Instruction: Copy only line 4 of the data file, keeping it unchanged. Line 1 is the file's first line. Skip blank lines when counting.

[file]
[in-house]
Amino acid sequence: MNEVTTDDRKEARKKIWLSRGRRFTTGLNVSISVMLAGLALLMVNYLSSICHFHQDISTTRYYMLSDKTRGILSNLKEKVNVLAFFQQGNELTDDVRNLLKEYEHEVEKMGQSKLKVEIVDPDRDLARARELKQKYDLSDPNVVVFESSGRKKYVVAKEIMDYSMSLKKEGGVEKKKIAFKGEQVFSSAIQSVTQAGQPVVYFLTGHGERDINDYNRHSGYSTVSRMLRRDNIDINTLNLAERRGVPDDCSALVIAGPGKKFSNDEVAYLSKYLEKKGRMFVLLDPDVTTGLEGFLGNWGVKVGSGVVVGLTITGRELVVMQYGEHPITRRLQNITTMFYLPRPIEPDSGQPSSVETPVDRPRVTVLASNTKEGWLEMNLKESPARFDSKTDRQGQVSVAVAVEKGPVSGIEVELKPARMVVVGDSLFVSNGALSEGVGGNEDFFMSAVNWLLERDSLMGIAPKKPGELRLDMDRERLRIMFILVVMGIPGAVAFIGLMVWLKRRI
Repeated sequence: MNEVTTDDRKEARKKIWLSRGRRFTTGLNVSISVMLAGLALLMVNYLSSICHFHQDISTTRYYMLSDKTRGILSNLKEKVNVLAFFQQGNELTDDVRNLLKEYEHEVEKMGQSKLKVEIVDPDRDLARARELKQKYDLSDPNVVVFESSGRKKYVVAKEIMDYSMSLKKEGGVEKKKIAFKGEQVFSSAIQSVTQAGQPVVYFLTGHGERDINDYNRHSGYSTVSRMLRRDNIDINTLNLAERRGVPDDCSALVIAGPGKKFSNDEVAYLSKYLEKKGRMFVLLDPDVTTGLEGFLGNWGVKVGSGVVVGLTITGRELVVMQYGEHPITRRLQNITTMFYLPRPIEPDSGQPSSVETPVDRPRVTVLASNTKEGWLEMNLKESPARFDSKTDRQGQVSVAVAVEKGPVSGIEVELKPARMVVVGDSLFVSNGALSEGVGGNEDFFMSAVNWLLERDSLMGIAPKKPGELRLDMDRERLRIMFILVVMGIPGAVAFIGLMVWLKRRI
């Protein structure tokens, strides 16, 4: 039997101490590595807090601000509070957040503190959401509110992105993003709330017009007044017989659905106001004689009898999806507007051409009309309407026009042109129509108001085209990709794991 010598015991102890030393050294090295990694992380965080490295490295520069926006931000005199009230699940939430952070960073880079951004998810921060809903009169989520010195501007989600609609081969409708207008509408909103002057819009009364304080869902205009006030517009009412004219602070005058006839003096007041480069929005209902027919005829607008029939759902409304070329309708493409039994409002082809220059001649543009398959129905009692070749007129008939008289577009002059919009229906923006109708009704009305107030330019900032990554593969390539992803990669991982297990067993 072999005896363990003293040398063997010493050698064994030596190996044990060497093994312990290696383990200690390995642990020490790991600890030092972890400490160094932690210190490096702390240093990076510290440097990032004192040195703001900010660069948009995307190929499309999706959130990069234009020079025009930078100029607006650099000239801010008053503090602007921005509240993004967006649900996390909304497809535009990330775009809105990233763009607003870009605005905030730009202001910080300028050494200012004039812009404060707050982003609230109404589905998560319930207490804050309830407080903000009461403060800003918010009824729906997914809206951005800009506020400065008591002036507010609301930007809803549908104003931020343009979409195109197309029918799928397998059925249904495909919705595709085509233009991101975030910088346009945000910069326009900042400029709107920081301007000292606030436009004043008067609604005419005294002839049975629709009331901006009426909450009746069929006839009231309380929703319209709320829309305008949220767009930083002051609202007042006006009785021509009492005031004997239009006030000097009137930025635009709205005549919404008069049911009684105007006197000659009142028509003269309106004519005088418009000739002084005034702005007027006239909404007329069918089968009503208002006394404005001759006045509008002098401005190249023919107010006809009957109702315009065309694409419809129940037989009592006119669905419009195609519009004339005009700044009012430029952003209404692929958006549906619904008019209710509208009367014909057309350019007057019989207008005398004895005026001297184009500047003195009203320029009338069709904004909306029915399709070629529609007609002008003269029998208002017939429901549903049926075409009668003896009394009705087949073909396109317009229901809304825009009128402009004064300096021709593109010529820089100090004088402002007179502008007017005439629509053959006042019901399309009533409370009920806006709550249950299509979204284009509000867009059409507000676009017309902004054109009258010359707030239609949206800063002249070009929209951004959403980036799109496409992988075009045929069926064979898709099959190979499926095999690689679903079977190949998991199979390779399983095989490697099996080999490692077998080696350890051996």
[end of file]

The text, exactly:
């Protein structure tokens, strides 16, 4: 039997101490590595807090601000509070957040503190959401509110992105993003709330017009007044017989659905106001004689009898999806507007051409009309309407026009042109129509108001085209990709794991 010598015991102890030393050294090295990694992380965080490295490295520069926006931000005199009230699940939430952070960073880079951004998810921060809903009169989520010195501007989600609609081969409708207008509408909103002057819009009364304080869902205009006030517009009412004219602070005058006839003096007041480069929005209902027919005829607008029939759902409304070329309708493409039994409002082809220059001649543009398959129905009692070749007129008939008289577009002059919009229906923006109708009704009305107030330019900032990554593969390539992803990669991982297990067993 072999005896363990003293040398063997010493050698064994030596190996044990060497093994312990290696383990200690390995642990020490790991600890030092972890400490160094932690210190490096702390240093990076510290440097990032004192040195703001900010660069948009995307190929499309999706959130990069234009020079025009930078100029607006650099000239801010008053503090602007921005509240993004967006649900996390909304497809535009990330775009809105990233763009607003870009605005905030730009202001910080300028050494200012004039812009404060707050982003609230109404589905998560319930207490804050309830407080903000009461403060800003918010009824729906997914809206951005800009506020400065008591002036507010609301930007809803549908104003931020343009979409195109197309029918799928397998059925249904495909919705595709085509233009991101975030910088346009945000910069326009900042400029709107920081301007000292606030436009004043008067609604005419005294002839049975629709009331901006009426909450009746069929006839009231309380929703319209709320829309305008949220767009930083002051609202007042006006009785021509009492005031004997239009006030000097009137930025635009709205005549919404008069049911009684105007006197000659009142028509003269309106004519005088418009000739002084005034702005007027006239909404007329069918089968009503208002006394404005001759006045509008002098401005190249023919107010006809009957109702315009065309694409419809129940037989009592006119669905419009195609519009004339005009700044009012430029952003209404692929958006549906619904008019209710509208009367014909057309350019007057019989207008005398004895005026001297184009500047003195009203320029009338069709904004909306029915399709070629529609007609002008003269029998208002017939429901549903049926075409009668003896009394009705087949073909396109317009229901809304825009009128402009004064300096021709593109010529820089100090004088402002007179502008007017005439629509053959006042019901399309009533409370009920806006709550249950299509979204284009509000867009059409507000676009017309902004054109009258010359707030239609949206800063002249070009929209951004959403980036799109496409992988075009045929069926064979898709099959190979499926095999690689679903079977190949998991199979390779399983095989490697099996080999490692077998080696350890051996």